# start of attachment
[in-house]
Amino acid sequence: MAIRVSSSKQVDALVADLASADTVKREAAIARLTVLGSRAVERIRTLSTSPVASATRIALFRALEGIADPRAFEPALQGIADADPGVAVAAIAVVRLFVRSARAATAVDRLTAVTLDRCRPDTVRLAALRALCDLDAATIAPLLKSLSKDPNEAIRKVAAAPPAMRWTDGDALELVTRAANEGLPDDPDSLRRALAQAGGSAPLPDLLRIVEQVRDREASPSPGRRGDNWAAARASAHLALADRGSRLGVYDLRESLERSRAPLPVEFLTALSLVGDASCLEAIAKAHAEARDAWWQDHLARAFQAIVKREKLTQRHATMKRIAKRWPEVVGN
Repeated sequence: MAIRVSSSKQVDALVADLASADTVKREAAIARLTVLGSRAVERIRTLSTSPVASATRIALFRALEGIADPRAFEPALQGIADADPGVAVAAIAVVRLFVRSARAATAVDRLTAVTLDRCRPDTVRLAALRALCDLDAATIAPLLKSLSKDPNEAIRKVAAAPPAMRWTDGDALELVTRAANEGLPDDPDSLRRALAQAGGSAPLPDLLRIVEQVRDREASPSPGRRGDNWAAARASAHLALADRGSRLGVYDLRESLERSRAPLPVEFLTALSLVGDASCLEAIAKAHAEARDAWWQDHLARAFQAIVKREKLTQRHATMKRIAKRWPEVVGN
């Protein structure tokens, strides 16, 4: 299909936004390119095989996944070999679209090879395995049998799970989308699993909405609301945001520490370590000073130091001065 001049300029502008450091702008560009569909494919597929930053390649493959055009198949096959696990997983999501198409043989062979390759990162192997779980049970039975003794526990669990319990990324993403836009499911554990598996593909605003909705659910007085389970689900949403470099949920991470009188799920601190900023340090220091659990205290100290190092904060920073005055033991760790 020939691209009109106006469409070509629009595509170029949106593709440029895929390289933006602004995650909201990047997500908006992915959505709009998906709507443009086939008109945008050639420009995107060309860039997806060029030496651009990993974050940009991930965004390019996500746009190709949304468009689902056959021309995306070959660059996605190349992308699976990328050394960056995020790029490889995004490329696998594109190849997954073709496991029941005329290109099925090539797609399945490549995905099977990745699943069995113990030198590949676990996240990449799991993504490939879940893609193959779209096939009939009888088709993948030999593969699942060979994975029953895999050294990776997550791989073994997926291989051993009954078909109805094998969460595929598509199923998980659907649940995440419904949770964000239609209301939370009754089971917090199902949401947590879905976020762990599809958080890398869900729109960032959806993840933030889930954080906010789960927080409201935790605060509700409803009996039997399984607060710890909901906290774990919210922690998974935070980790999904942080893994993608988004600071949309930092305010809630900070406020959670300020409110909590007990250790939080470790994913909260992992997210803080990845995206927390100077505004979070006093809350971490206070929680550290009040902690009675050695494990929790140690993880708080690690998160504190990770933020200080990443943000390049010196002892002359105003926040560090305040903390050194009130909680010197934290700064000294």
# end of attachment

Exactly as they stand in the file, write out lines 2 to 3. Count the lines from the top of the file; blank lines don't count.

Amino acid sequence: MAIRVSSSKQVDALVADLASADTVKREAAIARLTVLGSRAVERIRTLSTSPVASATRIALFRALEGIADPRAFEPALQGIADADPGVAVAAIAVVRLFVRSARAATAVDRLTAVTLDRCRPDTVRLAALRALCDLDAATIAPLLKSLSKDPNEAIRKVAAAPPAMRWTDGDALELVTRAANEGLPDDPDSLRRALAQAGGSAPLPDLLRIVEQVRDREASPSPGRRGDNWAAARASAHLALADRGSRLGVYDLRESLERSRAPLPVEFLTALSLVGDASCLEAIAKAHAEARDAWWQDHLARAFQAIVKREKLTQRHATMKRIAKRWPEVVGN
Repeated sequence: MAIRVSSSKQVDALVADLASADTVKREAAIARLTVLGSRAVERIRTLSTSPVASATRIALFRALEGIADPRAFEPALQGIADADPGVAVAAIAVVRLFVRSARAATAVDRLTAVTLDRCRPDTVRLAALRALCDLDAATIAPLLKSLSKDPNEAIRKVAAAPPAMRWTDGDALELVTRAANEGLPDDPDSLRRALAQAGGSAPLPDLLRIVEQVRDREASPSPGRRGDNWAAARASAHLALADRGSRLGVYDLRESLERSRAPLPVEFLTALSLVGDASCLEAIAKAHAEARDAWWQDHLARAFQAIVKREKLTQRHATMKRIAKRWPEVVGN